His brothers said to him, “Do you intend to reign over us? Will you actually rule us?” And they hated him all the more because of his dream and what he had said.
You have let go of the commands of God and are holding on to human traditions.
“Well, it’s right there in the Bible, so it must not be a sin. But it sure does seem like an awful dirty trick…” — Rich Mullins
Reflection: It’s in the Bible
By John Tillman
In the song quoted above, Rich Mullins is striking a chord of irony with his purposeful misreading of the meaning of scripture. Too often in our reading of the Bible we allow ourselves to imply God’s approval on the depicted actions of the heroes of faith.
The heroes of faith had moments to emulate. But the scripture does not exist for our emulation of humans. Merely emulating any great hero of faith, from the scriptures or from our lives, will lead to mere human striving not true spiritual development and transformation.
If we look carefully, we can see God actively disrupting cultural assumptions and human traditions that people in scripture accepted as normal and moral. The most obvious example of this is polygamy.
Polygamy was never in the Bible because God approved of it. It was there because the culture approved of it. Polygamy came from male dominance, the consolidation of power, and the dehumanization of women.
If we read carefully we can see God interfering in the cultural system, disrupting the societal beliefs that twisted his original design of family and community.
God purposely disrupts the laws of heredity that were acceptable in the culture by choosing the younger brothers, by favoring weaker family members, and by miraculously upending the societal forces that kept down the weak.
When we see God working through the family squabbles of Jacob’s family, we aren’t seeing God’s stamp of approval, but his marked determination to fulfill his sovereign purpose despite the flaws and foibles of his children.
God has equally difficult work ahead of him to fulfill his purpose in us. We are soaked in and blinded by our broken, post-truth world. We, like Jacob, have cultural blind spots and, like the Pharisees, believe more strongly in our culture’s list of offenses than God’s.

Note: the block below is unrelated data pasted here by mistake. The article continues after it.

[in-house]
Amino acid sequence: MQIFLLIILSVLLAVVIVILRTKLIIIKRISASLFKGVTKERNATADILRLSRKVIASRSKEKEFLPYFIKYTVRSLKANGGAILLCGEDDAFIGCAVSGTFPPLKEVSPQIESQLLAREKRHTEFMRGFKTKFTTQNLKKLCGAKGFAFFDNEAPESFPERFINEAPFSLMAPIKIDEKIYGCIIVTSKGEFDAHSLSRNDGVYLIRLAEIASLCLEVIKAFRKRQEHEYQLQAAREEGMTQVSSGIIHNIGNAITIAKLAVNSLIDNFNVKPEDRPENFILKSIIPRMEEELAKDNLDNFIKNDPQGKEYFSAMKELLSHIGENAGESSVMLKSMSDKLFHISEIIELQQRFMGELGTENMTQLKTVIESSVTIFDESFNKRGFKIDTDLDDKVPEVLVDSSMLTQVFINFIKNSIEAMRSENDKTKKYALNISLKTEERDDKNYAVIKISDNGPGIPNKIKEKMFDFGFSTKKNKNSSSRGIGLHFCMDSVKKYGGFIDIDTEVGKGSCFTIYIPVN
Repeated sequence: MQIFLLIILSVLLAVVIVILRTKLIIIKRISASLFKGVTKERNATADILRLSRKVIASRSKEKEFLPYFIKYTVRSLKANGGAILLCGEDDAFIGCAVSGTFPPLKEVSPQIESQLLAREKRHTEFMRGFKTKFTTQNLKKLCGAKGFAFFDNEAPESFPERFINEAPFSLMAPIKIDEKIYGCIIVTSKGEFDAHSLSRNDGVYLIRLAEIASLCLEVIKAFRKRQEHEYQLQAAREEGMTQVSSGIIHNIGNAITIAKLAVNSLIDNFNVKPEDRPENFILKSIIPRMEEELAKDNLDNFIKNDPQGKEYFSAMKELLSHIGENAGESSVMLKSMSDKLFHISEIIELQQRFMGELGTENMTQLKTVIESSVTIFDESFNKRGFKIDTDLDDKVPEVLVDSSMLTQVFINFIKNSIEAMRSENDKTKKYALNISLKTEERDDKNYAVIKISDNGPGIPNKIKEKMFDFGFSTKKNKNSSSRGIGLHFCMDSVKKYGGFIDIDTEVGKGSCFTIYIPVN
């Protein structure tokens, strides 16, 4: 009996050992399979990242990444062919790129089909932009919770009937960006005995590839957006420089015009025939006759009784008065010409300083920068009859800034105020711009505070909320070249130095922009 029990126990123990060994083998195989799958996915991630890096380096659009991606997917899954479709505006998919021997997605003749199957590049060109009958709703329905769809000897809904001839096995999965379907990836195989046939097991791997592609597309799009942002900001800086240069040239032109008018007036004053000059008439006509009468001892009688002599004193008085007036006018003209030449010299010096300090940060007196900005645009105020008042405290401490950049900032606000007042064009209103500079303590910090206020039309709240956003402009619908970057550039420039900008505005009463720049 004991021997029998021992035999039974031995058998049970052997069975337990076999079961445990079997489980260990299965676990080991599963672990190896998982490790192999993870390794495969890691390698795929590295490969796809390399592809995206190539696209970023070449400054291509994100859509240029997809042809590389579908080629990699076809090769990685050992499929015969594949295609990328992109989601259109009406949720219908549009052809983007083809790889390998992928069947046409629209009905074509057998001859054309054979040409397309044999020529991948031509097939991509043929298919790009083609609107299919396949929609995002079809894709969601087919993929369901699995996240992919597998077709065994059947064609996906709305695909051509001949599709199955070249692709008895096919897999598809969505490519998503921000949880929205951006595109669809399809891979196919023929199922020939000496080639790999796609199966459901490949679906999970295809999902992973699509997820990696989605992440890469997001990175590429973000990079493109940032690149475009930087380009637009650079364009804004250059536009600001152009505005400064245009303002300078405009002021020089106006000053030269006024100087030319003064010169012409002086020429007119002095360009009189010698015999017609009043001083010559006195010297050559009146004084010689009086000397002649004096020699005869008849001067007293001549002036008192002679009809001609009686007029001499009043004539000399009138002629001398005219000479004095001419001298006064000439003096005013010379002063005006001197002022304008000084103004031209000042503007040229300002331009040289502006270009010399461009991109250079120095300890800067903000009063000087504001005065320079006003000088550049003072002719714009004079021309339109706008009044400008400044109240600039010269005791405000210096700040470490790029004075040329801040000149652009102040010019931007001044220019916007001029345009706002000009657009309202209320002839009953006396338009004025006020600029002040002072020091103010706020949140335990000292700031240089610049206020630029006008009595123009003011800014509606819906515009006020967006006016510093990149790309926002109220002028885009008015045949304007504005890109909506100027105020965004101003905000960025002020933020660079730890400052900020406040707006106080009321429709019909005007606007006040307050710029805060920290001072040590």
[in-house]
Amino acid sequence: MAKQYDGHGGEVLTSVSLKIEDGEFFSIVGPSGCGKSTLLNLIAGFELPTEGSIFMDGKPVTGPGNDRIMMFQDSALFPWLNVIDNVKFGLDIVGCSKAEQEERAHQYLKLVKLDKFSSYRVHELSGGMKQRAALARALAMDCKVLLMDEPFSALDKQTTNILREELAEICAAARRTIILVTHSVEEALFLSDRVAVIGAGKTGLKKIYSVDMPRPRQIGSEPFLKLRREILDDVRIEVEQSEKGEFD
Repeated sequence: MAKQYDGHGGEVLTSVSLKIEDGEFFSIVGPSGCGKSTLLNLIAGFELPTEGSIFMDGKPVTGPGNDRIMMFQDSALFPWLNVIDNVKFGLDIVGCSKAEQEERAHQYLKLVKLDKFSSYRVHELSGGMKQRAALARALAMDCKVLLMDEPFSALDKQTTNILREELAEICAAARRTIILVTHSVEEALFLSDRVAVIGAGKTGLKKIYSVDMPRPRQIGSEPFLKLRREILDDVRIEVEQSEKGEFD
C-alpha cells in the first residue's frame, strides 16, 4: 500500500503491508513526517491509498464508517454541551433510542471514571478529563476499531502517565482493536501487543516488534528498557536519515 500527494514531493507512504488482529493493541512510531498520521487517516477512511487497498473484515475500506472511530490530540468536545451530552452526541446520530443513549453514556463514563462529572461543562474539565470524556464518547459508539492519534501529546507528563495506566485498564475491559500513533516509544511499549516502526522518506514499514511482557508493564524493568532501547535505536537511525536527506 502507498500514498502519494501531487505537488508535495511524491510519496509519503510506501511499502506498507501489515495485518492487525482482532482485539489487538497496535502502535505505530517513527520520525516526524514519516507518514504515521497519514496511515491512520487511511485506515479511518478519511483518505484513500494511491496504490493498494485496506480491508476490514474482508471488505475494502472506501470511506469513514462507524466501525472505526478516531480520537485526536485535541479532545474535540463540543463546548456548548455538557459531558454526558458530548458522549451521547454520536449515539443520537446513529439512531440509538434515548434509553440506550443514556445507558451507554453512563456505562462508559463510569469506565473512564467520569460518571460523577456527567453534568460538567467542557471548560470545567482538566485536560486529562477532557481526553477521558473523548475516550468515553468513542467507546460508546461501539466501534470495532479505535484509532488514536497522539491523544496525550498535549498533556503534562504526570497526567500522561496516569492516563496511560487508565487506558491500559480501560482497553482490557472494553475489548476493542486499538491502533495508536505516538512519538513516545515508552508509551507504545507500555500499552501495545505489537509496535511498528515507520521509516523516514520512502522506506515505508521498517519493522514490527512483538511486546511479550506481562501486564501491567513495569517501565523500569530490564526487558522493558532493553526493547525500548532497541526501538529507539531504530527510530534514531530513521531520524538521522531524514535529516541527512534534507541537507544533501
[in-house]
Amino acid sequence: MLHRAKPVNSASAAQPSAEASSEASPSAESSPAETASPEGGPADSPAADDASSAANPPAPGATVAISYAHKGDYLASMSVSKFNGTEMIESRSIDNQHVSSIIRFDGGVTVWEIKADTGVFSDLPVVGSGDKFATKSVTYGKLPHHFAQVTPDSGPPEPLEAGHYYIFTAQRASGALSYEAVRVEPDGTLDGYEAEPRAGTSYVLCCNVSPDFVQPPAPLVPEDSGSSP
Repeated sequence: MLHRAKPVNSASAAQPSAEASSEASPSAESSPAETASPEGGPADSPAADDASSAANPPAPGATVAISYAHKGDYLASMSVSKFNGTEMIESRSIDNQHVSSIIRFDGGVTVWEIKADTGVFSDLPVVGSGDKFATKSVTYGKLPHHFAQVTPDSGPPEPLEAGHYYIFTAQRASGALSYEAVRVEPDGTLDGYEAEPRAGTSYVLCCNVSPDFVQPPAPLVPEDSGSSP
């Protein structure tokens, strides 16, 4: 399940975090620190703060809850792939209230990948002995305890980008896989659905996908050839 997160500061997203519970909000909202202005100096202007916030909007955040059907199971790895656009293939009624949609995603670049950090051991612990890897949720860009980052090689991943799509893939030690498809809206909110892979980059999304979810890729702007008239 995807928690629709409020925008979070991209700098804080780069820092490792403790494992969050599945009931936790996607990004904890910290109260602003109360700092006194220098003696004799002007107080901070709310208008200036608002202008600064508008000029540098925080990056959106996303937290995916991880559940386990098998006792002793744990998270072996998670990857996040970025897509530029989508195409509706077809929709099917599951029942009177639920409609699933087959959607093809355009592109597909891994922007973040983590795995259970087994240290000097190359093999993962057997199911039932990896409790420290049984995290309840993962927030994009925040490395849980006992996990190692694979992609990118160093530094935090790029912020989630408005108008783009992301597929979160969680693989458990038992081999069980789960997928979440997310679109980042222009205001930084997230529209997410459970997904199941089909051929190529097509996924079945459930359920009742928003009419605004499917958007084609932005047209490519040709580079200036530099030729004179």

We need to read scripture with our eyes open to the failures of the patriarchs and the heroes of faith. It is in their failures we can most clearly recognize ourselves. And it is in God’s loving, continuous pursuit of them that we can see hope for such glorious sinners as ourselves.
We also need to read our culture—not just live in it— seeking guidance to understand what is considered acceptable to the world, but is not acceptable to God. Ask the Holy Spirit to reveal your cultural blind spots where you do not see your own faulty thinking.
Prayer: The Refrain for the Morning Lesson
The fool has said in his heart, “there is no God.” All are corrupt and commit abominable acts; there is none who does any good. — Psalm 53.1
– Prayer from The Divine Hours: Prayers for Autumn and Wintertime by Phyllis Tickle.
Prayers from The Divine Hours available online and in print.
Genesis 37 (Listen – 4:56)
Mark 7 (Listen – 4:28)
Read more about Cringing at Culture or at Christ?
It is healthy for us to remember that what we admire in biblical heroes and heroines came to them from God. We need not emulate the heroes so much as we need to allow the Holy Spirit to work in us, drawing out of us the shining vestiges of God’s image that are needed.
Read more about The Focus of Christ’s Anger
Is Jesus angry…with us?
In prayer we can seek the focus of Christ’s anger in our lives. Christ’s anger is a good anger. It is an anger that calls us to turn back. It is a healing anger that grieves at our selfishness and hard-heartedness.